Why all firefighter problems are local

Not all head-scratcher decisions come out of D.C.; here's a look at what some local politicians are doing to give firefighters a swift kick in the shins

We haven't touched on the goings on of local governments lately. And there seems to be a lot going on.

So, let me riddle you this.

I live and work in Dallas. I have worked very hard with unparalleled dedication toward a goal over time, literally shedding blood, sweat and tears.

I have sacrificed holidays and even my health. Now the grand prize I have worked for is in sight and, bam, it’s gone.

Who am I?

Naturally, you guessed that I am a Dallas Cowboy watching Mason Crosby of the Green Bay Packers kick a last-minute, game-winning field goal to eliminate the Cowboys from the playoffs.

You’re wrong.

The mystery person is a member of Dallas Fire-Rescue, who's fighting for their pension lives. You know those silly benefits that the members of the department have worked for and earned? Yes, those.

I’m not even sure where all this stands right now; it seems to change every week depending on who is suing who. One week they can draw their money out; one week they can’t.

A while back, the Dallas folks weren’t allowed to withdraw their money by court order to prevent a mass withdrawal. You know bank runs go as far back as the 16th century and were blamed on English goldsmiths, but I’m sure the local firefighters were somehow involved.

A road to success

Meanwhile, in Danville, Ill., they want to close a fire station. The city, citing a deepening debt, says closing Fire Station 3 will save lots and lots of money.

Naturally, the firefighters, residents and even local industry say it’s a bad idea. This is a shell game because not only are they closing a station, the city wants to reduce the minimal manning from 13 to 10.

Apparently the firefighters in Danville are subject to a call back if there is a major fire. One city official in a meeting said that it was OK if they called back all 43 if there was a fire.

Now this is just a thought, but if there were more people on duty and a closer fire station to the fire maybe the fire wouldn’t get that big. I’m just thinking out loud.

Of course, the city predictably says there is no reduction in service or response time except for one neighborhood.

That problem is going to be overcome by extending a road to the neighborhood. Yes, you read that right, to build a road. OK.

UConn’t be serious?

In New England, it seems the University of Connecticut's affiliate UConn Health wants to close its fire and EMS service. The service has been operating since 1971 and has 16 members.

They respond to 3,000 to 4,300 calls a year depending on what website or article you are looking at. Yes, that’s over eight a day.

The UConn Health cites fiscal pressures. Naturally, the local IAFF says it’s a bad idea. Fire protection response will be taken over by the towns of Farmington and West Hartford.

A Farmington official says Farmington did not initiate the change and is not encouraging it. Wow, that sounds positive. Farmington is almost all volunteer, by the way.

An IAFF member of the West Hartford Fire Department said that West Hartford is not in the business of taking over UConn Health and the best people to handle emergencies are in fact the UConn Health Fire Department — yet another glowing endorsement. Remember we are going to add 3,000 calls annually to what they are already doing.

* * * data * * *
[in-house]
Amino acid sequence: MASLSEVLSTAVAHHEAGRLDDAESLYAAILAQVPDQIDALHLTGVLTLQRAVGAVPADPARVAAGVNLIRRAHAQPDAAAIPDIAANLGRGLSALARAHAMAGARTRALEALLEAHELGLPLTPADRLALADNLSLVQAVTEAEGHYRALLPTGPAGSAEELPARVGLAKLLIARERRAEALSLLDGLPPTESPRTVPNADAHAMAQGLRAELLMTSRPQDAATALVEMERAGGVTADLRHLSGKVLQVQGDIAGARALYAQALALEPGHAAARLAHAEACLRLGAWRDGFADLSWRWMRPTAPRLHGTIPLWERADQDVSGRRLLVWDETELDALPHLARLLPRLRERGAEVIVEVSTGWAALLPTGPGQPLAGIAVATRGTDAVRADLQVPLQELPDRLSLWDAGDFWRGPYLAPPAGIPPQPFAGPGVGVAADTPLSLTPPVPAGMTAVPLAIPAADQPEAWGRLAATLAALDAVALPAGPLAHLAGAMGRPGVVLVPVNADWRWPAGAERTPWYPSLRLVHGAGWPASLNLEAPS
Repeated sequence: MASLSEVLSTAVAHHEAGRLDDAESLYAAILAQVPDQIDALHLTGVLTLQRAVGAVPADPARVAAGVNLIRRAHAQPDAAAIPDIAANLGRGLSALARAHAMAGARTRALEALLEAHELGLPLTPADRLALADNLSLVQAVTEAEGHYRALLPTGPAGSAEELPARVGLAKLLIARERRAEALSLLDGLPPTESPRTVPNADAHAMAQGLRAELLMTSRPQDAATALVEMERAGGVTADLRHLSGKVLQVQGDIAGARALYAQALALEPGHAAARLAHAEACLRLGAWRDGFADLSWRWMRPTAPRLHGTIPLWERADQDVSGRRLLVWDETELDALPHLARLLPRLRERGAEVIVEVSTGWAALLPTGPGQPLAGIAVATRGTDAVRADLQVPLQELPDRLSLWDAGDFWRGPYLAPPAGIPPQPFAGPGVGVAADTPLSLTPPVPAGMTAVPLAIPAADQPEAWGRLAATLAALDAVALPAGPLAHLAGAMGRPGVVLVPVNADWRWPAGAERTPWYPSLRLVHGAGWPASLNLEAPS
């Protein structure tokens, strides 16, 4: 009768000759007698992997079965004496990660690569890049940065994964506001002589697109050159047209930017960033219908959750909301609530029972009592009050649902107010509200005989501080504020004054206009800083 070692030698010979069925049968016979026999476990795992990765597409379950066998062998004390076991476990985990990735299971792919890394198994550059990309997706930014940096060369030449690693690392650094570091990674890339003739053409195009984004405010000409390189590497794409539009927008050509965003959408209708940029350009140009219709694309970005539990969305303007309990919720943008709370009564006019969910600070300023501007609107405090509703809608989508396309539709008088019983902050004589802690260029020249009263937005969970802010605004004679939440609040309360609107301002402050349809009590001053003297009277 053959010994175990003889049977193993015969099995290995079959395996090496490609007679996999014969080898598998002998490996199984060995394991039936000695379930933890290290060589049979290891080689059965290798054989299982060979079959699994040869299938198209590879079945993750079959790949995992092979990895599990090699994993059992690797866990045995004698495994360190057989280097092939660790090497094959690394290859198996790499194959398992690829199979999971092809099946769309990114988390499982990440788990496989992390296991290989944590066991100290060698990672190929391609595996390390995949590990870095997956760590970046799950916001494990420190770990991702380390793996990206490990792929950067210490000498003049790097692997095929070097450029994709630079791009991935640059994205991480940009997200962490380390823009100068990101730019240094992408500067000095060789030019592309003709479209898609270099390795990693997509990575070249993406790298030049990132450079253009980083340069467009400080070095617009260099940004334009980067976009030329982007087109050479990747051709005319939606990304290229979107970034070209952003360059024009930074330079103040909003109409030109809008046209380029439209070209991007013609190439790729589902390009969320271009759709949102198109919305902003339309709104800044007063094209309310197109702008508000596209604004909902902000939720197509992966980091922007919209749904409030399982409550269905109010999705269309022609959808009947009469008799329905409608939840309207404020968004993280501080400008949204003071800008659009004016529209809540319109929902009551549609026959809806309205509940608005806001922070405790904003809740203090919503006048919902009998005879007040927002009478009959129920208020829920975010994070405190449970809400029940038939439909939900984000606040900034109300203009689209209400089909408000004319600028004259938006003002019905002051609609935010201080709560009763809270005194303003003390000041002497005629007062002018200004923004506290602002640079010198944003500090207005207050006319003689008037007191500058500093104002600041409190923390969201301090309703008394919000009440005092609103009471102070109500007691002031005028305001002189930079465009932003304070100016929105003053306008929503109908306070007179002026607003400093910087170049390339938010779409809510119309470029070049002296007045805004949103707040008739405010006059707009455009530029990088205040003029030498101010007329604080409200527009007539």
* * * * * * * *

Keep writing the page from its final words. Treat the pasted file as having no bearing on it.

Admittedly I’m not a basketball fan, but you would have to be in an irreversible coma to not know that UConn boasts an extremely successful women’s basketball program. I’ve looked at the roster, and as fate would have it, there are 12 star athletes listed on this year’s roster. Perfect.

UConn Health already possesses a fire truck so we can staff the apparatus with the women’s basketball team. Instead of scholarships, we can have the ladies man the apparatus in exchange for university admittance.

Now that’s major money saving. After all, that is what this is all about.

Triple double duty

The school gets off not paying out scholarship and gets the fire and EMS stuff done for free. The ladies are very athletic; one player stands 6-foot-5.

We will give her a pike pole and let her do truck work. We can run three shifts of four per shift.

On those occasions when the team plays out of town, Farmington can back in a truck for coverage.

Now, here’s the best part. We can mount a basketball goal in the truck bay so the gals can move the rig out into the snow and practice three pointers in the apparatus bay.

No need for a practice facility. Bam! More money saved. I should become some kind of consultant.

Ridiculous isn’t it? Well, so is not having a fire department on campus.

But there is a hitch. The UConn Health information officer wrote to clarify that the women's basketball players are not enrolled at the UConn Health campus; they are at a campus some 40 minutes away. I'm sure they can come up with a work-around. 

For a change of pace check this out. It seems the local lifesavers in New Boston, N.H. need a new station. They have produced a very nice and civilized video. You can watch it in full below.

It goes into great detail explaining to the public the need and safety concerns for the new station and is very well done. It is worth watching, especially if you try to convince the public of the need for a new station.

Let me hear from you. 

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